Look what’s idle at Laney’s: A 7 x 11 press, with two enclosed stands of type, furniture and a complete layout, bought from the Los Angeles Science-Fiction Society for fifteen dollars!

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Helen’s notebook at this juncture reads, “Breakfast on Wes Porter.” We can’t recall now whether this entry refers to the check or to David’s flying oatmeal.

Hyman Bradofsky produced one of those gestures for which he is justly famous. He came 40 miles into LA and gave us a dinner at the Biltmore, at which all the ambulant ajays in the area were present: The Chet Whelans, the Porters, the Ellises and the Moores.

A wonderful crew – but they squirmed painfully when a wild-eyed character from the East said something about printing a paper, preferably all night.

At this happy juncture the bombshell dropped. A friend asked, “You’re sailing on the Pres. Wilson July ninth? You may be sailing, but she ain’t. Haven’t you heard about the strike?” We hadn’t. But we headed confidently for San Francisco.

Sheldon the smaller, with budding powers of observation, had noticed that the urinals along the way were mostly very different from the home-style all-purpose fixtures. At each stop he’d invent (if necessary – but seldom so) an excuse to visit the men’s room. The porcelain designer’s fancy always won his appreciation. But near Yosemite Park he was truly captivated by one model, and exclaimed in rapture, “Oh, Daddy, isn’t this a cute one?” Helen’s notebook comments: “Wait’ll he sees a Japanese benjo.”

The children, who had never lived above the ground floor, were delighted with the sixth floor hotel windows, in San Francisco. If you leaned out far enough – just a little more – you had a baby bird’s view of a cable-car turntable. They could have watched for hours, if they would have lasted that long, and if we hadn’t caught them the first time, and promptly tied the window down with clothesline. They next started looking down the stair-well, speculating whether the bannister went ’round and ’round down all six flights.

Our month in San Francisco brought us into the shops of some of the most devoted amateur printers in the hobby: F. F. Thomas, whose eyebrows dare the visitor to challenge his leisurely, “no-housekeeping” approach to amateur printing; Walter Held, who’d surprise no one if he had a numbered and indexed location for every sliver of metal in his hospital-neat shop; George Haney, who waves his arm over a superb layout and grins when he complains that he has too much printing to do; and Ted Freedman, whose attitude toward printing spells “artist.”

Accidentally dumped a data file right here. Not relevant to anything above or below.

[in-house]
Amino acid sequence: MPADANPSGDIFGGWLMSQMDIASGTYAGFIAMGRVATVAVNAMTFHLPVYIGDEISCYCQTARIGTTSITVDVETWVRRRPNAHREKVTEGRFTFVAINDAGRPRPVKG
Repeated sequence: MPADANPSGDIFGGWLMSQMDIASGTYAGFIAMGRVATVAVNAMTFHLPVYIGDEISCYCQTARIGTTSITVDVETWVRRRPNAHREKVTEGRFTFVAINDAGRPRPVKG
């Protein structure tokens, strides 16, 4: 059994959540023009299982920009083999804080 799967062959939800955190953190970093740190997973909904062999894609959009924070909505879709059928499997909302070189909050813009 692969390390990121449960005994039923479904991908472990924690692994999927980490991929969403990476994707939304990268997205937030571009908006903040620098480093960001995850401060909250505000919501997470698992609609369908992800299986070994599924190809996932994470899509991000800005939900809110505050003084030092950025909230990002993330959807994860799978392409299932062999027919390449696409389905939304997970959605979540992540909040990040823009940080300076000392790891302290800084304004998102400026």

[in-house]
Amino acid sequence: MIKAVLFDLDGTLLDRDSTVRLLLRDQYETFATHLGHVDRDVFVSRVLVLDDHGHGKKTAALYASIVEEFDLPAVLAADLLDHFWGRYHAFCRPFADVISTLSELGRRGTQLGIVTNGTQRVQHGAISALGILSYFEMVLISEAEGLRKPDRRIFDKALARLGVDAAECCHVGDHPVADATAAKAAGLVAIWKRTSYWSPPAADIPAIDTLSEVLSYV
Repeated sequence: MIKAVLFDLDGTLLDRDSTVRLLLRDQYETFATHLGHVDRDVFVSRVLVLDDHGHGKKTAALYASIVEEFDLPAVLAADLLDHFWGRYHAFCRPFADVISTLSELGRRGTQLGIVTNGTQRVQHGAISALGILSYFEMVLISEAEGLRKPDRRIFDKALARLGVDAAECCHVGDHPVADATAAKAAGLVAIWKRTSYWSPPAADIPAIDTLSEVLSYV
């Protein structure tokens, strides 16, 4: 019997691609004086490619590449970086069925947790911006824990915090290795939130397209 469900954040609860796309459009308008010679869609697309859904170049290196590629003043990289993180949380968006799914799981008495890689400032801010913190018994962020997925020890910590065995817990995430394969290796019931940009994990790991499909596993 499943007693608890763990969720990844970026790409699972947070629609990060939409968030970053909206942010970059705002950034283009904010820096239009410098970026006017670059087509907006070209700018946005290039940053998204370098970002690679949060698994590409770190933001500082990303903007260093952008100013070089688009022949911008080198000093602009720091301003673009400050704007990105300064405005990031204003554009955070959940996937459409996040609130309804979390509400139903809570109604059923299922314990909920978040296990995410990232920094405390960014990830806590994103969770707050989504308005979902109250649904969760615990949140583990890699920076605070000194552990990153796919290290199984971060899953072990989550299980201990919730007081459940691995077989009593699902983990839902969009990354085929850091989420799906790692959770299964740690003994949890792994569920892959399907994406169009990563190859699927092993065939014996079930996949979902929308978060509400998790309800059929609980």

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With Dora Moitoret, the atmosphere was both homey and firm. Discussions of ajay problems were accompanied by the deep furrowing of brow, Pleasant evenings were passed with Dorrie and with daughter Carol, the pint-sized gal with the gallon-sized grin.

At last, in desperation, we booked passage on a Swedish freighter, for only foreign boats were sailing. But to get that ship, we had to dash back to Los Angeles – only to hear, when we were halfway down, at Pismo Beach, that the American lines’ strike had ended. ’Frisco still would not guarantee that the Wilson would sail. So we continued on. The result of that decision was in many ways educational and interesting, but in other ways awful to recall. First we were delayed another week. Then David had a front tooth knocked out at the Long Beach amusement park.

The direct steamers run from the West Coast to Yokohama in about 11 days. On this ship we got the Grand Tour – 47 days. We had a handful of passengers for company, and two small boys tethered out on clothesline leashes, in case they should decide to sample the Pacific Ocean. A beneficent Fate made us overestimate and board ship with 100 cans of strained baby meat and, more essential, 27 boxes of diapers.

Helen sewed by hand 14 skirts – the Mme. Defarge of the Barranduna. Shep played several thousand games of gin rummy with a Filipino doctor, a Swiss steward and a British-Japanese priest. When Helen ran out of piece goods, pocket books and patience, boredom drove her to gin rummy, too. She promptly won the next 11 games, to the disgust of the experts.

The monotony of the 18 smooth days to Manila was broken by a lady passenger who first showed entertaining signs of nymphomania, then tried gin and threw D-T fits instead. This annoyed no one half as much as it did SCW, because the doctor had to get up and interrupt the gin rummy marathon all the time.

Our boys owned the ship. Their great joy was to visit “hatch park” – the No. 1 hatch cover – to use the play equipment provided expressly for them, but which the crew unimaginatively used to handle cargo. They “drove” the ship from the bridge and bridged the ship in droves. And when a pool was set up, the Skipper talked Sheldon into swimming alone without a tube for the first time.

In three days we saw all we wanted of Manila, and left wondering (albeit with sympathy) why so little had been done to rebuild the city.

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Then came two weeks snaking around the Islands, visiting 14 towns, from the big port of Cebu to villages inland from saw-mill ports, which appear on few maps. We had time to explore each town, and to paddle about in outrigger canoes. Our boys, in shorts and straw hats, were a Rotary International, making friends with the small fry, without a common language.